Introduction to Persuasive Essay Writing: Hook Statements



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Introduction to Persuasive Essay Writing: Hook Statements

An essay's "hook" is something in the first paragraph--usually the first sentence or two--that draws the reader in and makes him want to continue to read. The hook's tone should match that of your essay (serious, humorous, academic), and it should support your central argument or main point. You might want to wait to write a hook until the rest of the essay has been written, so you will know what you want the hook to say and how you want to say it.


Sample Hook Statements:


  1. Opening with an unusual detail- This is something that people would likely not know and makes them want to read on to find out why.

    1. The pentagon has twice as many bathrooms as are necessary (Source to follow here).



  1. Opening with a strong statement

    1. Schindler's List graphically portrays the horrific acts of German concentration camps in World War two.



  1. Opening with a quotation

    1. Quotation: Hillary Rodham Clinton once said that “There cannot be true democracy unless women's voices are heard” (Source to follow here).



  1. Opening with an anecdote- an anecdote is something that tells an amusing/ attention getting story.

    1. When my older brother substituted fresh eggs for our hard-boiled Easter eggs, he didn’t realize our father would take the first crack at hiding them.

    2. Yesterday morning I watched as my older sister left for school with a bright white glob of toothpaste gleaming on her chin. I felt no regret at all until she stepped onto the bus …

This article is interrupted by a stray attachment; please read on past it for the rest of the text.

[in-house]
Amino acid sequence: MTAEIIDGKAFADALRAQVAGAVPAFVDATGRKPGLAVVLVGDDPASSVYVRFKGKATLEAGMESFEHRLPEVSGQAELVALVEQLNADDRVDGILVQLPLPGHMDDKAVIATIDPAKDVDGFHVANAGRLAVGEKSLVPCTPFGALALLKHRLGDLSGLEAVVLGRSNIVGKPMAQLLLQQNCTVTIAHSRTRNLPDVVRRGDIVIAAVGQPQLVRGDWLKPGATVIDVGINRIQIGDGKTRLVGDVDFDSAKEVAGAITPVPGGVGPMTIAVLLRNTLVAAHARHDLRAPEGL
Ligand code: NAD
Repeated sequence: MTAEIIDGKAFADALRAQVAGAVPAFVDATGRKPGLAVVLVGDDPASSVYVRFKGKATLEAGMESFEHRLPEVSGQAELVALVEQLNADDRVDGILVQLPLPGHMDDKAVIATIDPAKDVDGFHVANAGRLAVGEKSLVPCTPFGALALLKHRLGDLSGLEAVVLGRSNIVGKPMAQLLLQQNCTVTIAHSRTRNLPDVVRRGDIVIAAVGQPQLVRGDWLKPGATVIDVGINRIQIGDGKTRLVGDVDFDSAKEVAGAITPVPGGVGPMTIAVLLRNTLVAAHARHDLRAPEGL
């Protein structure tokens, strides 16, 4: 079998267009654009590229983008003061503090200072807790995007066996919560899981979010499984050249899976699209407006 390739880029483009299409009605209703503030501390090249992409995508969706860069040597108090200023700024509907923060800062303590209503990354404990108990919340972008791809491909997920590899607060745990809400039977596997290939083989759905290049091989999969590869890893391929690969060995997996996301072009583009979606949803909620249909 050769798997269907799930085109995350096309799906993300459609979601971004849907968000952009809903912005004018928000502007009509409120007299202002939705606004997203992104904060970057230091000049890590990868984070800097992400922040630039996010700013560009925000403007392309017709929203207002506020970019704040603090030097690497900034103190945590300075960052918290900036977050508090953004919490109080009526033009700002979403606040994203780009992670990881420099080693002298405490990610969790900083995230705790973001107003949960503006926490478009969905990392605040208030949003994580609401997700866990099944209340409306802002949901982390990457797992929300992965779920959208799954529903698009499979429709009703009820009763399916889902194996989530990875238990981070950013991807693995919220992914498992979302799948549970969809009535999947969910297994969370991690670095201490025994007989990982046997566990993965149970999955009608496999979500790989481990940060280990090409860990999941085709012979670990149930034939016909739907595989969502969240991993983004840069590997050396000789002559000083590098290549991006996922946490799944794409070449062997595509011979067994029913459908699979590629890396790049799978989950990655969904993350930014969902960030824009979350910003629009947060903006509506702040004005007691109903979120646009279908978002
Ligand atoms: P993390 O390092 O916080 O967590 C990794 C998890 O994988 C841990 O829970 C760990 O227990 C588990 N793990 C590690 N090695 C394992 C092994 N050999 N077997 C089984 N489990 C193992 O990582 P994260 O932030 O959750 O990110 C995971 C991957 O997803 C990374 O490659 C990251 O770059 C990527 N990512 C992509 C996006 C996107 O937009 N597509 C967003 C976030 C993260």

1. Opening with a statistic of fact- Sometimes a statistic or fact will add emphasis or interest to your topic. It is necessary to include the source of your statistic or fact.

    1. "Seventy-two percent of Canadians have been directly related to a person, or persons, killed during WWII" (Source to follow here).



  1. Opening with a question- Questions can create personal interest in the essay, but be careful your question is not too general. For example, in an essay about cell phone use asking, “Do you own a cell phone?” is too general.

    1. What would you do if you discovered a secret that changed everything?

    2. Can you imagine how much a single day can cost if you live in Shibuya, Tokyo?



  1. Opening with an exaggeration or outrageous statement

    1. The whole world watched as the comet flew overhead.

    2. If the government cuts any more money from education, the entire country will crumble.



Group Activity

In groups of three, write a hook statement for each of the types of hook statements listed on this handout.

For the sake of this assignment, you can make up quotations, facts and statistics.

Write each of your hook statements on a piece of paper with markers large enough so people will be able to see them from their seats. Label each hook statement. Write your group members names on your paper. You should have 7 pieces of paper when you are finished.



This is a formative assessment graded using the codes: Got it, Almost Got it, Beginning to get it




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